Maths skills are essential for a data-driven future.
With its focus on specific problems, both real-world and abstract, university mathematics at UNSW Sydney gives students a solid grounding in analytical skills that are highly regarded in the workplace. Data science – one of the most in-demand skills for the 21st century – also relies on key maths concepts like algebra and calculus.
Computers and high-end software play an important role in maths at UNSW Sydney, and courses offer small-group tutorials so that all students get the right support.
The Faculty of Science has offered a brand-new degree in 2017, the Bachelor of Data Science and Decisions, a multidisciplinary program that will combine skills in mathematical methods and statistics with computing, business decisions and communication.
But maths is not just about data science – it also underpins nearly every major science project around.
Dr Gordana Popovic is a Statistical Consultant at UNSW Sydney’s Stats Central, where she supports internal research. “Almost all research, whether it’s in health, engineering or biology, requires statistics,” she says. “My job is to meet with people, hear about their research, and advise them on how to conduct the right analysis.”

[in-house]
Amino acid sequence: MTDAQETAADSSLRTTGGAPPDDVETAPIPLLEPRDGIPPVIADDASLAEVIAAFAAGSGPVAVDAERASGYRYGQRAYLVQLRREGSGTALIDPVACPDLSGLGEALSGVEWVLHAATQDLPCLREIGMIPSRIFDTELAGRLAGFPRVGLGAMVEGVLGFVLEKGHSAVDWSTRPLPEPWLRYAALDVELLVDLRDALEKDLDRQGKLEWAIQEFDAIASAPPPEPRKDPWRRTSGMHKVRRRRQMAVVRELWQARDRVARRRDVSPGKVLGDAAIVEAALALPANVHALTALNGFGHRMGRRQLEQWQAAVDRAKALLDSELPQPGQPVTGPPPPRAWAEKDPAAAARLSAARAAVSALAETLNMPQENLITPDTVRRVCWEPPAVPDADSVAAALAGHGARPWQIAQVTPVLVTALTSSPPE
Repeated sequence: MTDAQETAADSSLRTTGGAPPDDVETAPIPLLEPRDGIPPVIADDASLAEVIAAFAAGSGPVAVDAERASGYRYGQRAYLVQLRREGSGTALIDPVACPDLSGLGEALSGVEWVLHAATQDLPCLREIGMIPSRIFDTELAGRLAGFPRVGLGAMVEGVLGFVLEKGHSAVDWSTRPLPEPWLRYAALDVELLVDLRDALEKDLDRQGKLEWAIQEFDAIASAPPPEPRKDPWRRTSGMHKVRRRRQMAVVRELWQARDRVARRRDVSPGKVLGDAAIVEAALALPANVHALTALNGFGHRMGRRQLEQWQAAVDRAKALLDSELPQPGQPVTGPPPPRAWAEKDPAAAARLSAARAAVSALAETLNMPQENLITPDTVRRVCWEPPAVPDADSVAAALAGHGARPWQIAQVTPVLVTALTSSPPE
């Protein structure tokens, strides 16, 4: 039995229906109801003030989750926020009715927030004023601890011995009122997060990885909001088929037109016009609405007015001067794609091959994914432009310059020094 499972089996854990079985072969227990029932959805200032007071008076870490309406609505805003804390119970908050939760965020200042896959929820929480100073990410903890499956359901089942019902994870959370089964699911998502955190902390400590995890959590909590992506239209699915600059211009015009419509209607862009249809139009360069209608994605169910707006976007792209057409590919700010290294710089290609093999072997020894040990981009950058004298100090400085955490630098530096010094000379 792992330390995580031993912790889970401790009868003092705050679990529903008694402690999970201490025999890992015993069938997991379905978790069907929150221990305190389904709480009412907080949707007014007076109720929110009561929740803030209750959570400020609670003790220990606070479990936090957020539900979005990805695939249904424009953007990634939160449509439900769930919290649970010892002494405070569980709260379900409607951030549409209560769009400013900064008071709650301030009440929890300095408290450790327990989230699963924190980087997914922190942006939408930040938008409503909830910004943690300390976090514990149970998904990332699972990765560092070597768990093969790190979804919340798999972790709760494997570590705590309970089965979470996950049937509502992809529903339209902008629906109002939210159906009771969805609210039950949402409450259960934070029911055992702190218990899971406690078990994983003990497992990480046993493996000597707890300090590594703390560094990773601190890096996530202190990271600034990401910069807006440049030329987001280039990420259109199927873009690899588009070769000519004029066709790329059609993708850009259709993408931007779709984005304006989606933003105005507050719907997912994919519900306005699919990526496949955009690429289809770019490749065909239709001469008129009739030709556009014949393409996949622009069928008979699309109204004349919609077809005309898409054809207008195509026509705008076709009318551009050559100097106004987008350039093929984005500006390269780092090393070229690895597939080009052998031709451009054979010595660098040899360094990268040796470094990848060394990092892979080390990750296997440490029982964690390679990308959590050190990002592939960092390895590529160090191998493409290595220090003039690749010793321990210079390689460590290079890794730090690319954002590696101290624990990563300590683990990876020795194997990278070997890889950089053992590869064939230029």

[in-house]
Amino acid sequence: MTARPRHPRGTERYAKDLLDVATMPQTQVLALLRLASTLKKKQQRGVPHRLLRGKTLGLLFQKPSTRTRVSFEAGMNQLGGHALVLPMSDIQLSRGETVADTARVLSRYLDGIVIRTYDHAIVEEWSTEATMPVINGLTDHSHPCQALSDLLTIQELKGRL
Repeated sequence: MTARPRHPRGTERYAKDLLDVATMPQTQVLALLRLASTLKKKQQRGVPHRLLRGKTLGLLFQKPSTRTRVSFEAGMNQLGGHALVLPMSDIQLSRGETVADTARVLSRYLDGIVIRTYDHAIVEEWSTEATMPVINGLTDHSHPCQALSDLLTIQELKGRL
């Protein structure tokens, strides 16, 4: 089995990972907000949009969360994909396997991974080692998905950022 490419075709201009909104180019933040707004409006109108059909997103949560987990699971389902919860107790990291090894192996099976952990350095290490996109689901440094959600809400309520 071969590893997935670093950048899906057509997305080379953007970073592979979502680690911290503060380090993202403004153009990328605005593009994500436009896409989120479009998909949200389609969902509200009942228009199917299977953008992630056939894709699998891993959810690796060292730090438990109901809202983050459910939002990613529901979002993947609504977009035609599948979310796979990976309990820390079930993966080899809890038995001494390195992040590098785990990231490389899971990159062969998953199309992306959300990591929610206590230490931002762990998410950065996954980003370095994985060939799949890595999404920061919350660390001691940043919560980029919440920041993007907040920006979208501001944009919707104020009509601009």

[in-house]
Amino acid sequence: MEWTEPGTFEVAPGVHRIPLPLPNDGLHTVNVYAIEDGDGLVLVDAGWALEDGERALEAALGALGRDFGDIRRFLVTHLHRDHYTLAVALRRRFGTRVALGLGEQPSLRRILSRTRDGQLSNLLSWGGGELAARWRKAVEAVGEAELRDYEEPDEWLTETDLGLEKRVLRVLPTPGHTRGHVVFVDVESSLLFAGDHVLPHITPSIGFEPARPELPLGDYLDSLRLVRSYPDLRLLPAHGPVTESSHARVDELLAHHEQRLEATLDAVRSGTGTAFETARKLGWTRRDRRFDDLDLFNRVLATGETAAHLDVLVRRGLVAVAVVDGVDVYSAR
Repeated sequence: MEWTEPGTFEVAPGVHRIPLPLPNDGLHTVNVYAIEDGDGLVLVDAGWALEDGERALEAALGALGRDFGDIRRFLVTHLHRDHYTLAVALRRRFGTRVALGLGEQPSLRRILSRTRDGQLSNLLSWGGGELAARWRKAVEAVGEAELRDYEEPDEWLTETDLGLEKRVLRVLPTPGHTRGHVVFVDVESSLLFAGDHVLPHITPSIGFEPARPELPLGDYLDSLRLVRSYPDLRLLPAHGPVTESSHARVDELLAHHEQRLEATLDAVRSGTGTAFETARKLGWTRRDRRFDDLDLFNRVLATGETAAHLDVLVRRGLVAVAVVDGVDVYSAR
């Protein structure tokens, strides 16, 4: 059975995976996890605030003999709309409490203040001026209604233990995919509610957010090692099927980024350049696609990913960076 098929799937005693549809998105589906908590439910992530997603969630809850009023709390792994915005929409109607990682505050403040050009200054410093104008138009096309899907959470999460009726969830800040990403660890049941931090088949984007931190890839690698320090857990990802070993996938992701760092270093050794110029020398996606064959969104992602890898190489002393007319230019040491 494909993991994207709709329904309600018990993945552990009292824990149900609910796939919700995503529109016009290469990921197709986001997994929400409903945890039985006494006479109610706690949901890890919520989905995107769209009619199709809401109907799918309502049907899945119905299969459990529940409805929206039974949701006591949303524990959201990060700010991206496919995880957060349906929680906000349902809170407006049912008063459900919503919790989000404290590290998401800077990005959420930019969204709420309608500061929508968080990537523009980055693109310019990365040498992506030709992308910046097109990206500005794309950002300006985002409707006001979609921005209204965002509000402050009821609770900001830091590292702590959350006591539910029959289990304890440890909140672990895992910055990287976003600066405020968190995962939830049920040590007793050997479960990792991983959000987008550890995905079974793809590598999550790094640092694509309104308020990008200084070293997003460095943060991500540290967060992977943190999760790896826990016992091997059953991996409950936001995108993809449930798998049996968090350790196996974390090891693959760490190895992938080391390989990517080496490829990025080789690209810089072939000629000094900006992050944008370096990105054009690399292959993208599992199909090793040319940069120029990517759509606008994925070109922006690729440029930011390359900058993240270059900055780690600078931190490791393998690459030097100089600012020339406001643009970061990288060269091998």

On leaving school, Gordana enrolled at UNSW Sydney where she did a joint degree in maths and education, then after completing an honours year, did a PhD in statistics and statistical ecology. “Statisticians use maths to describe the relationship between different variables for data that has been collected,” she says. For example, you can use mathematics to look at information about rainfall, then build an equation that lets you predict how good the water quality is going to be.
Another senior statistician at UNSW Sydney, Australian Research Council Research Fellow Dr Peter Straka, is working on mathematical models for arrival times of extreme events, such as earthquakes and solar flares. “With my PhD student Ricky Gill, we write software to fit these models and perform statistical analyses to estimate the time and magnitudes of future extreme events,” Peter says.
After doing a five-year degree in mathematics in Germany, Peter graduated with a PhD in mathematics from UNSW Sydney in 2011, and has since worked as a postdoc in the US and the UK, before returning to UNSW Sydney as a researcher and a lecturer in statistics. “I’ve always loved maths,” Peter admits.
At present he is working with researchers from public health on a machine-learning approach to identify patients with depression, and on another project which identifies clinics as clusters in a network of medical doctors. “There is never a shortage of interesting projects,” he says.
Peter and Gordana are perfect examples of how maths can open the door for collaboration with researchers from pretty much any field that produces data.
– Fran Molloy